The Seventh Circuit has upheld a lower court’s dismissal of a claim under section 14(a) of the Securities Exchange Act, finding that plaintiff failed adequately to allege that there were misrepresentations in a proxy statement issued during a bidding war for a real estate investment trust.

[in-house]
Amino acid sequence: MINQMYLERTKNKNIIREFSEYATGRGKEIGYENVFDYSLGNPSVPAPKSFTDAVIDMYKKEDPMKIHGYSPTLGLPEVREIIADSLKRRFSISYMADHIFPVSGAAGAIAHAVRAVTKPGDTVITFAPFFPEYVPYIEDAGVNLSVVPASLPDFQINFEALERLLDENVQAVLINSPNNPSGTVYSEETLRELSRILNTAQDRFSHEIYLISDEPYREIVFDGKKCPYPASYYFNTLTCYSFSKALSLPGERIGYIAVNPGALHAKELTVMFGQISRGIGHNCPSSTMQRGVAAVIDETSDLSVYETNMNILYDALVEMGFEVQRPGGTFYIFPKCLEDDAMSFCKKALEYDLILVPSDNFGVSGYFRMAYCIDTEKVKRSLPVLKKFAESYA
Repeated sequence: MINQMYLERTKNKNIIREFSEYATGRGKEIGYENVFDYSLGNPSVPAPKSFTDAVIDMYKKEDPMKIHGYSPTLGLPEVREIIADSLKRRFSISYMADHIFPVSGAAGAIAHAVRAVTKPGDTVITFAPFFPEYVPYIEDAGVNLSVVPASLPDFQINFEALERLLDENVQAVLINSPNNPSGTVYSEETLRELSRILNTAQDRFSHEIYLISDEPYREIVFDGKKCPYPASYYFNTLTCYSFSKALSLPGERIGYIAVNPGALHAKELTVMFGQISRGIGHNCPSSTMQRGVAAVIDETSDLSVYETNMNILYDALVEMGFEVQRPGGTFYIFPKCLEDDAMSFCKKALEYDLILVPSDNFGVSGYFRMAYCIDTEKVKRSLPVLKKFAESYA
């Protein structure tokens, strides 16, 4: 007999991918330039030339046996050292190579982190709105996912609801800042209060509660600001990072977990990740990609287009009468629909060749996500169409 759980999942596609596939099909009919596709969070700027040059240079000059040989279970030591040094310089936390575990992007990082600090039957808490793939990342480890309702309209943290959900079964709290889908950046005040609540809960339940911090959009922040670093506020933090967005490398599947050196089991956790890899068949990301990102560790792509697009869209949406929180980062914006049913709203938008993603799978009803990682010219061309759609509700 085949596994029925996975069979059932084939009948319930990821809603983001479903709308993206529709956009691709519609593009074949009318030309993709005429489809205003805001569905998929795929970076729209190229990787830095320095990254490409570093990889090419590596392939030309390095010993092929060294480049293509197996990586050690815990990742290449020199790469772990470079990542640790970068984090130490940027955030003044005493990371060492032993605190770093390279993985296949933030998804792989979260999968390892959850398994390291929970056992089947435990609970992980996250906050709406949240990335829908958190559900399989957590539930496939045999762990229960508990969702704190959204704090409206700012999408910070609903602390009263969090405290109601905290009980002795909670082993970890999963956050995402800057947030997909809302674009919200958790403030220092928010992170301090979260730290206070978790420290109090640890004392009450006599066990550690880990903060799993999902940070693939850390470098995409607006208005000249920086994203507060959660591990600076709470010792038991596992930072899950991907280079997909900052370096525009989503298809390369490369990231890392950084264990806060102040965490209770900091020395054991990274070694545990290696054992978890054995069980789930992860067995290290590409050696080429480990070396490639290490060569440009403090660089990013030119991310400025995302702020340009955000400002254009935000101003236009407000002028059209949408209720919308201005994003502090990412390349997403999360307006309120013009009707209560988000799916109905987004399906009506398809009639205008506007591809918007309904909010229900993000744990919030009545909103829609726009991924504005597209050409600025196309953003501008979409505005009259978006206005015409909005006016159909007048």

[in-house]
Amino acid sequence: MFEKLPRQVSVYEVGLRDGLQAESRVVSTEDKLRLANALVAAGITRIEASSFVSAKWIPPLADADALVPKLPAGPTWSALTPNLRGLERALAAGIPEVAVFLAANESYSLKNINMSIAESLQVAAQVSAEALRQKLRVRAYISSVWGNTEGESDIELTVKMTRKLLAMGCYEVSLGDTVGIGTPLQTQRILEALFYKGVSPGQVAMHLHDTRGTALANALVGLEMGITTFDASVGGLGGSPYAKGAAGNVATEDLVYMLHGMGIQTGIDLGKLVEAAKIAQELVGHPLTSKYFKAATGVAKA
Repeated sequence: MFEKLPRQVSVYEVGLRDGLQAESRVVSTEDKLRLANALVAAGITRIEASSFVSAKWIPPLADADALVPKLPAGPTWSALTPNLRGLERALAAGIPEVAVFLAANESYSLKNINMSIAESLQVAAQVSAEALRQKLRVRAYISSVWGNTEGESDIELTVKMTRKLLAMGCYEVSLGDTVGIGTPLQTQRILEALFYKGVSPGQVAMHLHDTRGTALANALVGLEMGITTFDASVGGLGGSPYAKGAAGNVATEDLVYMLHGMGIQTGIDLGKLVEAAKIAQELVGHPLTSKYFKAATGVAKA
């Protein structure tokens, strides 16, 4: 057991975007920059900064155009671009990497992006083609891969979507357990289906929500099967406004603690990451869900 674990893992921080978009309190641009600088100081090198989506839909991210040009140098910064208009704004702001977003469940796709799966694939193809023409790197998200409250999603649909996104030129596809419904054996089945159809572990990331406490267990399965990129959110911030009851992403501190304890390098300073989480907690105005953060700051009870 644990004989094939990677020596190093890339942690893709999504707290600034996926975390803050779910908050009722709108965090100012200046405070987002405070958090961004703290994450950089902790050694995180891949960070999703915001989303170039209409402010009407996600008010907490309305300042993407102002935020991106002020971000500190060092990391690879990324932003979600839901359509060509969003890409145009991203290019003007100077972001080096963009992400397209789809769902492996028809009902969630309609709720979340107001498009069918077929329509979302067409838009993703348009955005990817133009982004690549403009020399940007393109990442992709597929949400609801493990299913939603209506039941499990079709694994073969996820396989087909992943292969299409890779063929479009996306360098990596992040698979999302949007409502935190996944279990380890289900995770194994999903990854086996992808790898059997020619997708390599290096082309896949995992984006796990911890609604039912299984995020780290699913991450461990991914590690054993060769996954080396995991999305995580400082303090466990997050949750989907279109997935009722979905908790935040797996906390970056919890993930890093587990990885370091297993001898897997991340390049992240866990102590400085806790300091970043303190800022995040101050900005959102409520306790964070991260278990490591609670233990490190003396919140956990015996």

Plaintiff, a shareholder of the investment trust, asserted a derivative claim against the trust’s directors for violating section 14(a), which proscribes material misrepresentations or omissions in soliciting a shareholder’s proxy vote. Plaintiff asserted that the proxy statements were misleading because defendants had recommended that shareholders accept a purchase offer which plaintiff alleged was less valuable than the competing bidder’s offer. The court rejected plaintiff’s argument, concluding that, even though defendants recommended a lower per-share offer which contained a breakup fee, it was superior to the competing bid which contained a stock component and was subject to shareholder approval. The court also rejected plaintiff’s argument that the proxy solicitation which recommended the allegedly inferior offer was mailed to shareholders less than 14 days before the shareholder vote, finding that the Securities and Exchange Commission, not the court, should impose a notice rule if warranted. (Beck v. Debrowski, 2009 WL 723172 (7th Cir. March 20, 2009))